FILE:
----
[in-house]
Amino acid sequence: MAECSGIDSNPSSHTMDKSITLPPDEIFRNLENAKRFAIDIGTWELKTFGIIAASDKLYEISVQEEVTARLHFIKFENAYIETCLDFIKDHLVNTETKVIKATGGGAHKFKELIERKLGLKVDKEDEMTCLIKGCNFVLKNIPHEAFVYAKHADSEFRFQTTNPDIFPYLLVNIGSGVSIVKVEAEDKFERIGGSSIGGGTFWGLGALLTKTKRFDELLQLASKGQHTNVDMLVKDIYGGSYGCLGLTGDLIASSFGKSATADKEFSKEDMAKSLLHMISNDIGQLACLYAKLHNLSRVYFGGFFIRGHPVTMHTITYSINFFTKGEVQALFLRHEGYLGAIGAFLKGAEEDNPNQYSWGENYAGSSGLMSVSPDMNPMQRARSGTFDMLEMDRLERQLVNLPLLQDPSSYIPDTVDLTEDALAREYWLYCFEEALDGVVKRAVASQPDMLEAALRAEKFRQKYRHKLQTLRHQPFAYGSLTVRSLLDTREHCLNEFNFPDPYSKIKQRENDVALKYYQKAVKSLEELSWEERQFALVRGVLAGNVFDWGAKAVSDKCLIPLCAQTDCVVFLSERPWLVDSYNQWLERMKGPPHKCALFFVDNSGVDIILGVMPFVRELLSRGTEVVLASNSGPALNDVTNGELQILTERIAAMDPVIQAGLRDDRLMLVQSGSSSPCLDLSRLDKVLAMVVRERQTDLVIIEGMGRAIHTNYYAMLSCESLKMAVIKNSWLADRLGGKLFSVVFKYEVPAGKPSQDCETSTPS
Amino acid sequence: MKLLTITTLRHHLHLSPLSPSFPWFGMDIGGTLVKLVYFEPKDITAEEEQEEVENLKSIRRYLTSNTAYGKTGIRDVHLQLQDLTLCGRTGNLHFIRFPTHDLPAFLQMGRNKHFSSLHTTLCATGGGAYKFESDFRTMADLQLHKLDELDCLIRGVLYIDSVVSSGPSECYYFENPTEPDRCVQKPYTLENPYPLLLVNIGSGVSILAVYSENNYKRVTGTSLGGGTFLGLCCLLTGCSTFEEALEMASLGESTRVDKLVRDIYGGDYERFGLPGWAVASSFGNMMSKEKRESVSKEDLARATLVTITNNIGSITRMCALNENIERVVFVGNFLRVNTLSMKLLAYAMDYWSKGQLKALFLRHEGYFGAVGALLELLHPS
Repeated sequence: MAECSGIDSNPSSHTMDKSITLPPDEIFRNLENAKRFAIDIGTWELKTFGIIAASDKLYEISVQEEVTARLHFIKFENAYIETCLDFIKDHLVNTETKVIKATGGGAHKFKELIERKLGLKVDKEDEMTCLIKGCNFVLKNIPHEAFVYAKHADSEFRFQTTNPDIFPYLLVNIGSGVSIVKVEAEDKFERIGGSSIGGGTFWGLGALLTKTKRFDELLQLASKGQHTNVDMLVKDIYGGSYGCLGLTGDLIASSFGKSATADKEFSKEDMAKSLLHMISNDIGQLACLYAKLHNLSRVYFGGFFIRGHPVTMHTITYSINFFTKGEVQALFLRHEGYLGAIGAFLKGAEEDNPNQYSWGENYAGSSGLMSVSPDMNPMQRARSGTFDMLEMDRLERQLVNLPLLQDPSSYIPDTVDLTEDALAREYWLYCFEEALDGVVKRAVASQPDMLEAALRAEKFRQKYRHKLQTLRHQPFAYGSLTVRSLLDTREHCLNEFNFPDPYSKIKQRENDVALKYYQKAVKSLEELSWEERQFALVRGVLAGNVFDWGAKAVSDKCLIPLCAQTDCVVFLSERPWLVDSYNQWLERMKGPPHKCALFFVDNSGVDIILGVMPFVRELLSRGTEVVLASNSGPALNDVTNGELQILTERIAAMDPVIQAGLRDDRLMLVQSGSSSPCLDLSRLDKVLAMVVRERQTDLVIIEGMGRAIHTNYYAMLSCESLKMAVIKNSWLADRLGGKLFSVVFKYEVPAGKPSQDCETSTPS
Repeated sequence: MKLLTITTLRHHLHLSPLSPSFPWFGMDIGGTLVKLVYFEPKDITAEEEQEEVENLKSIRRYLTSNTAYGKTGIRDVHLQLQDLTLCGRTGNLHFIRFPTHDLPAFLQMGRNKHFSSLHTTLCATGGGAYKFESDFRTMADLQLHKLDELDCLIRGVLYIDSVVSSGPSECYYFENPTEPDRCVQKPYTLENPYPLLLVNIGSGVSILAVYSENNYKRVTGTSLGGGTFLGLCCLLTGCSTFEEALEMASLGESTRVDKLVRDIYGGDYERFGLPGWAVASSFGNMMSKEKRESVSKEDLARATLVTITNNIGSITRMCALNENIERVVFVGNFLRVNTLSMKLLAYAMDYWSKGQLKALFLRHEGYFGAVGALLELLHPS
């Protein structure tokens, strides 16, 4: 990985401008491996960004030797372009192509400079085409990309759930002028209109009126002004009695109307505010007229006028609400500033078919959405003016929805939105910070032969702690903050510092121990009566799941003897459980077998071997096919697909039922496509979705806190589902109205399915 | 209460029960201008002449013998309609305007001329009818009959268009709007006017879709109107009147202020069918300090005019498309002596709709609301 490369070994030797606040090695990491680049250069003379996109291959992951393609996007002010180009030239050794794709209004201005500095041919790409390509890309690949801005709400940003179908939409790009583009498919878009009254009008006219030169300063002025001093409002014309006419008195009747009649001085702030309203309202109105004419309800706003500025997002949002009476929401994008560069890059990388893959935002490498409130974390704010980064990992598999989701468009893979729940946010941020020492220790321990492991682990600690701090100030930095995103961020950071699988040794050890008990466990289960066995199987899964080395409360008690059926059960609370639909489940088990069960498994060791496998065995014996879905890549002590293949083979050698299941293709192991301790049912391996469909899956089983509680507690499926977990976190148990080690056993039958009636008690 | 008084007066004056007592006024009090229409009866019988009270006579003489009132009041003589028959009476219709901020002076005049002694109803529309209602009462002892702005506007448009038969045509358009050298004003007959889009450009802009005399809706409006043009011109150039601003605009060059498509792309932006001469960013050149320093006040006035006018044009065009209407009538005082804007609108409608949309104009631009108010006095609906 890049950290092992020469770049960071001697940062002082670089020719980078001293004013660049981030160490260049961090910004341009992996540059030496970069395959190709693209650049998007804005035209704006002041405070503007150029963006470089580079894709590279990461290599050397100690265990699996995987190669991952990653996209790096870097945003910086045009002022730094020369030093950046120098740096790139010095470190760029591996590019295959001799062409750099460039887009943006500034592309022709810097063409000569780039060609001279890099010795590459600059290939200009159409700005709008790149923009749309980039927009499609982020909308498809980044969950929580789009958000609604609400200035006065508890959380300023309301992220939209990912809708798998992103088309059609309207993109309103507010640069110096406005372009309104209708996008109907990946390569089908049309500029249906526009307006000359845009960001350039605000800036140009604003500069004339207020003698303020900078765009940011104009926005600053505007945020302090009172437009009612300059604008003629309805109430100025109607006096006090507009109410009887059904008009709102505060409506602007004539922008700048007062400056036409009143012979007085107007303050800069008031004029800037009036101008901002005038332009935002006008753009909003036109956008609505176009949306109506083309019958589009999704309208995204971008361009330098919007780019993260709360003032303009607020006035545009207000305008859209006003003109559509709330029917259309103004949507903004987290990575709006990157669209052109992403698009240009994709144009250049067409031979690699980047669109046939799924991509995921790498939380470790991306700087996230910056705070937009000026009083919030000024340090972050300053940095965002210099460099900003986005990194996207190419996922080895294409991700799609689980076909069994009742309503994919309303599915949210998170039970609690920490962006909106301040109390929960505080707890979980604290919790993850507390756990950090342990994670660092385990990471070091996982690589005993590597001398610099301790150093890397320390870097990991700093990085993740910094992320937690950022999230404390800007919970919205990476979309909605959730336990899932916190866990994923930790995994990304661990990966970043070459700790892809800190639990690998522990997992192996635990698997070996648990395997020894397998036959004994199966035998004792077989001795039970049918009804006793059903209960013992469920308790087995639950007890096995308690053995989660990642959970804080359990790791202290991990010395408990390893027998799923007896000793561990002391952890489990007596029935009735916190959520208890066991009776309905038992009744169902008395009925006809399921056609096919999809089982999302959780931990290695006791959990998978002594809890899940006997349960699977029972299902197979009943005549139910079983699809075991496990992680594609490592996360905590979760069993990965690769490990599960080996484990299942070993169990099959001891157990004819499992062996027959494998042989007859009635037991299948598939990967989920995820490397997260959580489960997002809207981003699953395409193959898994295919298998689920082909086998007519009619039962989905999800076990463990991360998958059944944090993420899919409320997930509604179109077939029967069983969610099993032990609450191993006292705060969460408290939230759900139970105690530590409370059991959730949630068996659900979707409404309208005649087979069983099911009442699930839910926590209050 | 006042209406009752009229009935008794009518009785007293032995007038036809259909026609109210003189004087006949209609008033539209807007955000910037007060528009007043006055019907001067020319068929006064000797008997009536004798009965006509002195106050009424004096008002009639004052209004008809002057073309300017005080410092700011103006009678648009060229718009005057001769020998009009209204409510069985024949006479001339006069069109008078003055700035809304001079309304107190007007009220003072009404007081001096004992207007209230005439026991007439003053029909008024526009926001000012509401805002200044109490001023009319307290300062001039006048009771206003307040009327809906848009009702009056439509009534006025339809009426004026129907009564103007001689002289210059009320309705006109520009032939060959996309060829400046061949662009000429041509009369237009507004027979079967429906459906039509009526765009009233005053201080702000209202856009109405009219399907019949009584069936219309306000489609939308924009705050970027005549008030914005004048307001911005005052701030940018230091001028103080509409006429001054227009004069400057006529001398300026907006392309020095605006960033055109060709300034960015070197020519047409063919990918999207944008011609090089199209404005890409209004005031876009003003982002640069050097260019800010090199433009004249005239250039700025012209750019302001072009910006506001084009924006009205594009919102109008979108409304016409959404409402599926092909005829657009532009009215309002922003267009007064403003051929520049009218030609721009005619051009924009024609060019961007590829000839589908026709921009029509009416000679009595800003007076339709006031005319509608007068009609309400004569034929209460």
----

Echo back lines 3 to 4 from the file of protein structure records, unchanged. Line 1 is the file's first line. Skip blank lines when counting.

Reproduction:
Amino acid sequence: MKLLTITTLRHHLHLSPLSPSFPWFGMDIGGTLVKLVYFEPKDITAEEEQEEVENLKSIRRYLTSNTAYGKTGIRDVHLQLQDLTLCGRTGNLHFIRFPTHDLPAFLQMGRNKHFSSLHTTLCATGGGAYKFESDFRTMADLQLHKLDELDCLIRGVLYIDSVVSSGPSECYYFENPTEPDRCVQKPYTLENPYPLLLVNIGSGVSILAVYSENNYKRVTGTSLGGGTFLGLCCLLTGCSTFEEALEMASLGESTRVDKLVRDIYGGDYERFGLPGWAVASSFGNMMSKEKRESVSKEDLARATLVTITNNIGSITRMCALNENIERVVFVGNFLRVNTLSMKLLAYAMDYWSKGQLKALFLRHEGYFGAVGALLELLHPS
Repeated sequence: MAECSGIDSNPSSHTMDKSITLPPDEIFRNLENAKRFAIDIGTWELKTFGIIAASDKLYEISVQEEVTARLHFIKFENAYIETCLDFIKDHLVNTETKVIKATGGGAHKFKELIERKLGLKVDKEDEMTCLIKGCNFVLKNIPHEAFVYAKHADSEFRFQTTNPDIFPYLLVNIGSGVSIVKVEAEDKFERIGGSSIGGGTFWGLGALLTKTKRFDELLQLASKGQHTNVDMLVKDIYGGSYGCLGLTGDLIASSFGKSATADKEFSKEDMAKSLLHMISNDIGQLACLYAKLHNLSRVYFGGFFIRGHPVTMHTITYSINFFTKGEVQALFLRHEGYLGAIGAFLKGAEEDNPNQYSWGENYAGSSGLMSVSPDMNPMQRARSGTFDMLEMDRLERQLVNLPLLQDPSSYIPDTVDLTEDALAREYWLYCFEEALDGVVKRAVASQPDMLEAALRAEKFRQKYRHKLQTLRHQPFAYGSLTVRSLLDTREHCLNEFNFPDPYSKIKQRENDVALKYYQKAVKSLEELSWEERQFALVRGVLAGNVFDWGAKAVSDKCLIPLCAQTDCVVFLSERPWLVDSYNQWLERMKGPPHKCALFFVDNSGVDIILGVMPFVRELLSRGTEVVLASNSGPALNDVTNGELQILTERIAAMDPVIQAGLRDDRLMLVQSGSSSPCLDLSRLDKVLAMVVRERQTDLVIIEGMGRAIHTNYYAMLSCESLKMAVIKNSWLADRLGGKLFSVVFKYEVPAGKPSQDCETSTPS